Legislators: New Family-Leave Bill Will Offer ‘Maximum Flexibility’
The New Parents Act would allow parents to access Social Security benefits early in order to take time off from work after the birth or adoption of a child.
WASHINGTON — Congressional lawmakers have proposed a bill that would allow parents to access Social Security benefits early in order to take time off from work after the birth or adoption of a child. The “New Parents Act” was introduced on Wednesday.
The bill is being co-sponsored in the Senate by Sens. Marco Rubio, R-Fla., and Mitt Romney, R-Utah. Reps. Dan Crenshaw, R-Texas, and Ann Wagner, R-Mo., are acting as co-sponsors for the measure in the House of Representatives.
“Our proposal would let new parents pull forward a portion of their Social Security benefits for one, two or three months of paid parental leave after the birth or adoption of a child,” said Rubio at a press conference introducing the bill March 27.
In exchange for accessing Social Security benefits early, retirement would be delayed by a period of about six months per child for which the funds are accessed. Alternatively, a person could receive a reduced Social Security benefit for five years after retirement in order to pay back the benefits that were received early.
Rubio said that the New Parents Act aimed to create “maximum flexibility” for parents and would be entirely optional and voluntary. No one would be required to receive Social Security benefits for paid family leave if they did not want to.
The New Parents Act would also allow parents to share maternity and paternity leave between them, rather than one or the other parent having to take the entire period themselves. One parent could choose to take a certain number of weeks off from work at 100% of their income, and the other parent could decide to take two months off with 120% of their income in benefits.
“The benefit would be transferable between the parents in the household and available to working and stay-at-home moms and dads alike,” explained Rubio. He also stressed that the bill would not increase taxes or the national debt, nor would it put new taxes or mandates on small businesses.
Romney spoke about how the bill would help young families, particularly those in his home state.
“We have a lot of kids in Utah,” said Romney, noting that his is one of only two states in which the birthrate exceeds deaths. Romney said that, while speaking to his constituents, he kept hearing concerns about the financial difficulties families face when they take time away from work to raise a newborn child.
“This piece of legislation allows something to happen that will help ease that burden,” said Romney.
Currently, the fertility rate in the United States is at its lowest ever, and no state is currently reproducing at above the replacement level of 2.1 children per family.
When asked what else could be done to encourage families to have children, Romney told CNA that increased tax credits, a robust economy and more competitive job market would incentivize employers to create family-friendly policies.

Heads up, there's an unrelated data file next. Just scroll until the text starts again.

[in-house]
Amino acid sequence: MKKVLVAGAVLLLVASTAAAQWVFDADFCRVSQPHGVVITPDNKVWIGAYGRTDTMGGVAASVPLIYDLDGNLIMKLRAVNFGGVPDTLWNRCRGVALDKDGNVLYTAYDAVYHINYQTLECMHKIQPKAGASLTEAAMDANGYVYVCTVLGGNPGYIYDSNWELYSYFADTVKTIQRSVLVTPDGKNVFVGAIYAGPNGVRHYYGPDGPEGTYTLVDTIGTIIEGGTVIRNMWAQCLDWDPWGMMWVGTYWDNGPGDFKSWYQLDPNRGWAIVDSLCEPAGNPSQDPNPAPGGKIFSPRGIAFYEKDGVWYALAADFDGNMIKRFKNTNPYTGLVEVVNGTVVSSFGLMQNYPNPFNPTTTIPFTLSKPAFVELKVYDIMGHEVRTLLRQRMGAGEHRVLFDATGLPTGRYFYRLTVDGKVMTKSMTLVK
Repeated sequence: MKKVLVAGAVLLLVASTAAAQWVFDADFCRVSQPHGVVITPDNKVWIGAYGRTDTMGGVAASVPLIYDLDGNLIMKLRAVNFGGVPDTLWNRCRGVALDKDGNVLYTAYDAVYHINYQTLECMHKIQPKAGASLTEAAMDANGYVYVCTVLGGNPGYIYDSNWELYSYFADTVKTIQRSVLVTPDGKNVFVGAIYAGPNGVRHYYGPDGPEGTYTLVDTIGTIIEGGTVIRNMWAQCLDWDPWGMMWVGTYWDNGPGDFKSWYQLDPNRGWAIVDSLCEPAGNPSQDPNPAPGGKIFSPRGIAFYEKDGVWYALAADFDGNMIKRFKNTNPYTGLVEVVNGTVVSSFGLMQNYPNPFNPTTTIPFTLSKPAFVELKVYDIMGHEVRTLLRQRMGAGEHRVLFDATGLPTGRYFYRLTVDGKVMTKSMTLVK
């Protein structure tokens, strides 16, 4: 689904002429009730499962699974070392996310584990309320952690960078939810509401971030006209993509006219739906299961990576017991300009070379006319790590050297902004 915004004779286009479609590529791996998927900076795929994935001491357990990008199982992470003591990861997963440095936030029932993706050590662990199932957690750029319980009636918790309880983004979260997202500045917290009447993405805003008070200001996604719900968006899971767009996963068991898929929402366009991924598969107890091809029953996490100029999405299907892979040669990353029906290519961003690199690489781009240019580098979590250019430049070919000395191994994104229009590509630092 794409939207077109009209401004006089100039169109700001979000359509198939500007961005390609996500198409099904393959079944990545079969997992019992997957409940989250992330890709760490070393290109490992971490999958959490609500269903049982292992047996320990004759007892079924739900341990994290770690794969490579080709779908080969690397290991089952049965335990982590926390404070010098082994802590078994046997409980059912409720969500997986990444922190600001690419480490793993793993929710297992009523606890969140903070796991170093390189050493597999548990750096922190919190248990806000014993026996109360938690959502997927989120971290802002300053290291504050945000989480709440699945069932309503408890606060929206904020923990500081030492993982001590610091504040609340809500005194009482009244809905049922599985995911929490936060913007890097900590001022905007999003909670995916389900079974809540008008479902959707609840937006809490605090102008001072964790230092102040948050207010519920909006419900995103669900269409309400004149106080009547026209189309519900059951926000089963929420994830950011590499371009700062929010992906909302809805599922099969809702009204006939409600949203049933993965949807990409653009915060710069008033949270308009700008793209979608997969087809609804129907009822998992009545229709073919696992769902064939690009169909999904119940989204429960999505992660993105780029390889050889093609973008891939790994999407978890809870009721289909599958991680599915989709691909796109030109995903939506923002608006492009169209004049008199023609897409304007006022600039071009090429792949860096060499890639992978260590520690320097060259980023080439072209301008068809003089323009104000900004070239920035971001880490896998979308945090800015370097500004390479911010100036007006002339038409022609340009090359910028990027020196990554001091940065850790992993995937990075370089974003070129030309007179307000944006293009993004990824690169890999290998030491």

“I think employers are going to increasingly recognize, as we have more and more jobs being created and a tighter and tighter labor market, employers are going to find practices that allow people to raise families and still work,” said Romney.
“You’re going to see those kind of innovations occurring as employers want to attract the best and brightest and have them work in their enterprises,” he said. “So one of the things we can do is have such a strong economy, so many jobs being created, that employers are increasing the flexibility allowed for workers to be able to raise families."
The New Parents Act is one of three paid family-leave bills currently being considered by Congress. The bill was announced one day after the Senate voted on the Green New Deal, major supporters of which have suggested having children could be bad for the environment.
Rep. Alexandria Ocasio-Cortez, D-N.Y., has previously suggested that younger people might not have children because of fears about climate change.
“And so, it’s basically like, there is a scientific consensus that the lives of children are going to be very difficult and does lead, I think, young people, to have a legitimate question. You know, should — is it okay to still have children?” Ocasio-Cortez said in a video stream on Instagram last month.
Earlier this month, Catherine Pakaluk, assistant professor of social research and economic thought at Catholic University in Washington, told CNA that declining fertility is a far more pressing concern than environmental factors.
“I think [millennials] should probably be a lot more worried about what our economy looks like without kids, because that actually does give me a moment of fear,” Pakaluk said.
At the press conference Wednesday, Romney underscored that the New Parents Act would not require additional government spending, and “this is something entirely based upon the principle of personal responsibility.”
The USCCB said in August of 2018 that the bishops “encourage and welcome” various legislative proposals on paid family leave.